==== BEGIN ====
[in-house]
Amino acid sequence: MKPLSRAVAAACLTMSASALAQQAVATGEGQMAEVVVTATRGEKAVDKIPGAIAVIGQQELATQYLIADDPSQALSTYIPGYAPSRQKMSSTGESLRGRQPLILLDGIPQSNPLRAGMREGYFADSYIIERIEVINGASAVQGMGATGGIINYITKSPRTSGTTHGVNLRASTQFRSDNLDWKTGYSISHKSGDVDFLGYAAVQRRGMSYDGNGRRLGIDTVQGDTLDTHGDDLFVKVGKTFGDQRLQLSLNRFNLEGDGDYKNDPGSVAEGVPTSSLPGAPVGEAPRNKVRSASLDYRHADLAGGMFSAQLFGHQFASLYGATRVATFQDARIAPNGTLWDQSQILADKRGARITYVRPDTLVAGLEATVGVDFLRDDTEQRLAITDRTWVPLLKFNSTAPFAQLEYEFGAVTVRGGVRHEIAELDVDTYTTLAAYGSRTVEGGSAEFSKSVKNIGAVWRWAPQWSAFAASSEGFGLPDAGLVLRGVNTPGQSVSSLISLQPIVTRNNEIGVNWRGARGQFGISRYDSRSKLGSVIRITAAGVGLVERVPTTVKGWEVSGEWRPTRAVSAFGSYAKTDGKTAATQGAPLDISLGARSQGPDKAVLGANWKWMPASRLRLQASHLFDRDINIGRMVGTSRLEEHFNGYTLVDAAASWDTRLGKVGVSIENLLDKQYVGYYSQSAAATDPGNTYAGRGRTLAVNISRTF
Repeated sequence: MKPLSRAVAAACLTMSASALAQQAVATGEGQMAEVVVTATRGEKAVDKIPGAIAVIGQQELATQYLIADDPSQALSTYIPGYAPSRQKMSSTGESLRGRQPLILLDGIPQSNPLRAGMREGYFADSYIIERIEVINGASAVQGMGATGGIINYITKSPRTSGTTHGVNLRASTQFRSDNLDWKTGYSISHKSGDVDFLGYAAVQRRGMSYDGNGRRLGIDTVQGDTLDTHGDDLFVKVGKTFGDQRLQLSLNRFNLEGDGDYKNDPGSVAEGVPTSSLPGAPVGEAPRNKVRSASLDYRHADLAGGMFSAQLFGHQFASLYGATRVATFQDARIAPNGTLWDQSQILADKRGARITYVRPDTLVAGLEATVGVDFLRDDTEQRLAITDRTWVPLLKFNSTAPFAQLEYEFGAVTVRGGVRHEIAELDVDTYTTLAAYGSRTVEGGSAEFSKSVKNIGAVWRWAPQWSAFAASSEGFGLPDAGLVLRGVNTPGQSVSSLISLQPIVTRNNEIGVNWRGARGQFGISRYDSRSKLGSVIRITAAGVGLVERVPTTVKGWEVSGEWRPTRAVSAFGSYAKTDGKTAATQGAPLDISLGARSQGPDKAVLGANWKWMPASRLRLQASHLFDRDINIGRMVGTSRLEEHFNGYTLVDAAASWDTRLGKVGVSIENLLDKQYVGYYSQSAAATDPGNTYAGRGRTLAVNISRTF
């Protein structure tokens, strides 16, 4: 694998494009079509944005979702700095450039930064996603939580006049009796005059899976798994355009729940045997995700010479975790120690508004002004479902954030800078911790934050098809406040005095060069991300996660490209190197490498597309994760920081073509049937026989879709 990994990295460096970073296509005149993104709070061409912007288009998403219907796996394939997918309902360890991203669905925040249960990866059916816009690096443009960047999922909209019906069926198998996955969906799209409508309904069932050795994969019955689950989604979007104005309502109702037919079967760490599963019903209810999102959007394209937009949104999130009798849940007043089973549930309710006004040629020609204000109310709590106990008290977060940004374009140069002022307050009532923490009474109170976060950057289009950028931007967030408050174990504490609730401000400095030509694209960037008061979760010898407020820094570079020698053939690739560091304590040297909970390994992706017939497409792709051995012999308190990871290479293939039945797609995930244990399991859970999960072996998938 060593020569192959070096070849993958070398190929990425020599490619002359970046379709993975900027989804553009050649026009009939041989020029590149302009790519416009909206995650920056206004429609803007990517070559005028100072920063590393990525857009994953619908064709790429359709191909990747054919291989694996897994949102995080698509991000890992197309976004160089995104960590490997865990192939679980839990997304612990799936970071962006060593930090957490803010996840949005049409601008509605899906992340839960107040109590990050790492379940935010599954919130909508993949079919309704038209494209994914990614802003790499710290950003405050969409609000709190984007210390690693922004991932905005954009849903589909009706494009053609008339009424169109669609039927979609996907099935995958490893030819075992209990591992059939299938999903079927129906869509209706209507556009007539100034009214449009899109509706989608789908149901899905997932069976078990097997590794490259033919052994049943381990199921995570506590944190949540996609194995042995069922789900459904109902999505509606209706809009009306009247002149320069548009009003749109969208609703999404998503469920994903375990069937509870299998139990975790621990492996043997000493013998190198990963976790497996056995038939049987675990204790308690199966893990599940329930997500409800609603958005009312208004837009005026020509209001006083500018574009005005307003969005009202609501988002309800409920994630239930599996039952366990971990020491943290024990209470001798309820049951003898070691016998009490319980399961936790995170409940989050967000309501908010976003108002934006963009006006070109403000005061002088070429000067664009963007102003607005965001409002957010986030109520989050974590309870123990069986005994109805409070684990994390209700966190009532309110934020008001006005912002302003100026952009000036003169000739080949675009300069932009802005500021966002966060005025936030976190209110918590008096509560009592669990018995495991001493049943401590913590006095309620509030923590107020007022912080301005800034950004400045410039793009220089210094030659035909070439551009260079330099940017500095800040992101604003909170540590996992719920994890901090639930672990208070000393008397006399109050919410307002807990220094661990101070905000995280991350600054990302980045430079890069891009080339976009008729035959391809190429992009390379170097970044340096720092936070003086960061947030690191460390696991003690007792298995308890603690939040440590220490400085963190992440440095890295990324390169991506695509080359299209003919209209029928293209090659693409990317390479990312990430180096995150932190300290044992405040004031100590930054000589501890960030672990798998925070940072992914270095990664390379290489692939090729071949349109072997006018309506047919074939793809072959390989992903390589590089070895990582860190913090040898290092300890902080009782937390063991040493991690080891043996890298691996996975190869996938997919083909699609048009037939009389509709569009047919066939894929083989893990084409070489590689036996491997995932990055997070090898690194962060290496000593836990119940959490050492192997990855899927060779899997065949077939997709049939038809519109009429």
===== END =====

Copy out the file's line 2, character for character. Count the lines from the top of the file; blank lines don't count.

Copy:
Amino acid sequence: MKPLSRAVAAACLTMSASALAQQAVATGEGQMAEVVVTATRGEKAVDKIPGAIAVIGQQELATQYLIADDPSQALSTYIPGYAPSRQKMSSTGESLRGRQPLILLDGIPQSNPLRAGMREGYFADSYIIERIEVINGASAVQGMGATGGIINYITKSPRTSGTTHGVNLRASTQFRSDNLDWKTGYSISHKSGDVDFLGYAAVQRRGMSYDGNGRRLGIDTVQGDTLDTHGDDLFVKVGKTFGDQRLQLSLNRFNLEGDGDYKNDPGSVAEGVPTSSLPGAPVGEAPRNKVRSASLDYRHADLAGGMFSAQLFGHQFASLYGATRVATFQDARIAPNGTLWDQSQILADKRGARITYVRPDTLVAGLEATVGVDFLRDDTEQRLAITDRTWVPLLKFNSTAPFAQLEYEFGAVTVRGGVRHEIAELDVDTYTTLAAYGSRTVEGGSAEFSKSVKNIGAVWRWAPQWSAFAASSEGFGLPDAGLVLRGVNTPGQSVSSLISLQPIVTRNNEIGVNWRGARGQFGISRYDSRSKLGSVIRITAAGVGLVERVPTTVKGWEVSGEWRPTRAVSAFGSYAKTDGKTAATQGAPLDISLGARSQGPDKAVLGANWKWMPASRLRLQASHLFDRDINIGRMVGTSRLEEHFNGYTLVDAAASWDTRLGKVGVSIENLLDKQYVGYYSQSAAATDPGNTYAGRGRTLAVNISRTF